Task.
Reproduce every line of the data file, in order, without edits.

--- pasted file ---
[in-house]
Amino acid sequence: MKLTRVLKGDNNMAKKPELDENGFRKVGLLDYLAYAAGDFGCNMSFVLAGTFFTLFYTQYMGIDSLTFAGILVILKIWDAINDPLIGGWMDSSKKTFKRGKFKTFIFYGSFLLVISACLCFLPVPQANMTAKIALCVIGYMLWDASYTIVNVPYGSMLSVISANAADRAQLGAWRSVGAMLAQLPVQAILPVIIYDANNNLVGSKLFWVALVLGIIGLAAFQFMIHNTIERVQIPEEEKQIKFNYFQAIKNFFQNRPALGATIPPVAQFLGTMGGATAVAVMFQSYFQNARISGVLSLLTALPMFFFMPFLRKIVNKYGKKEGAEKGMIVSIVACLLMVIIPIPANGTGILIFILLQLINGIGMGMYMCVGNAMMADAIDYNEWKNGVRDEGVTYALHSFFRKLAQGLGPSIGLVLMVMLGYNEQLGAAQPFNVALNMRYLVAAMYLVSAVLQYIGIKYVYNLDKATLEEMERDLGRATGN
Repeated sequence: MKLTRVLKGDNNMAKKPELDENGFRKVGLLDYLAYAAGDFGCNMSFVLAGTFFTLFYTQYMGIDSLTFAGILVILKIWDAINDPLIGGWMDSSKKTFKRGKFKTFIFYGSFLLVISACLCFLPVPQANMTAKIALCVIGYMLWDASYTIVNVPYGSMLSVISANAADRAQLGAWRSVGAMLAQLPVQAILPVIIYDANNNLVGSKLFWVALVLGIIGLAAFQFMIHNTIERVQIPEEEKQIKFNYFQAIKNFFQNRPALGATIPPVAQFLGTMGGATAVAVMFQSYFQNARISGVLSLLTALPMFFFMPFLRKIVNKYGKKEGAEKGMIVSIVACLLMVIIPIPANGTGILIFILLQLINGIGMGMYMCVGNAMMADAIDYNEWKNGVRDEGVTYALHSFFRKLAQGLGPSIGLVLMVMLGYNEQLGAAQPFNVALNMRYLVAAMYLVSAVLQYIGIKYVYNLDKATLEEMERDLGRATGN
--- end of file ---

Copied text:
[in-house]
Amino acid sequence: MKLTRVLKGDNNMAKKPELDENGFRKVGLLDYLAYAAGDFGCNMSFVLAGTFFTLFYTQYMGIDSLTFAGILVILKIWDAINDPLIGGWMDSSKKTFKRGKFKTFIFYGSFLLVISACLCFLPVPQANMTAKIALCVIGYMLWDASYTIVNVPYGSMLSVISANAADRAQLGAWRSVGAMLAQLPVQAILPVIIYDANNNLVGSKLFWVALVLGIIGLAAFQFMIHNTIERVQIPEEEKQIKFNYFQAIKNFFQNRPALGATIPPVAQFLGTMGGATAVAVMFQSYFQNARISGVLSLLTALPMFFFMPFLRKIVNKYGKKEGAEKGMIVSIVACLLMVIIPIPANGTGILIFILLQLINGIGMGMYMCVGNAMMADAIDYNEWKNGVRDEGVTYALHSFFRKLAQGLGPSIGLVLMVMLGYNEQLGAAQPFNVALNMRYLVAAMYLVSAVLQYIGIKYVYNLDKATLEEMERDLGRATGN
Repeated sequence: MKLTRVLKGDNNMAKKPELDENGFRKVGLLDYLAYAAGDFGCNMSFVLAGTFFTLFYTQYMGIDSLTFAGILVILKIWDAINDPLIGGWMDSSKKTFKRGKFKTFIFYGSFLLVISACLCFLPVPQANMTAKIALCVIGYMLWDASYTIVNVPYGSMLSVISANAADRAQLGAWRSVGAMLAQLPVQAILPVIIYDANNNLVGSKLFWVALVLGIIGLAAFQFMIHNTIERVQIPEEEKQIKFNYFQAIKNFFQNRPALGATIPPVAQFLGTMGGATAVAVMFQSYFQNARISGVLSLLTALPMFFFMPFLRKIVNKYGKKEGAEKGMIVSIVACLLMVIIPIPANGTGILIFILLQLINGIGMGMYMCVGNAMMADAIDYNEWKNGVRDEGVTYALHSFFRKLAQGLGPSIGLVLMVMLGYNEQLGAAQPFNVALNMRYLVAAMYLVSAVLQYIGIKYVYNLDKATLEEMERDLGRATGN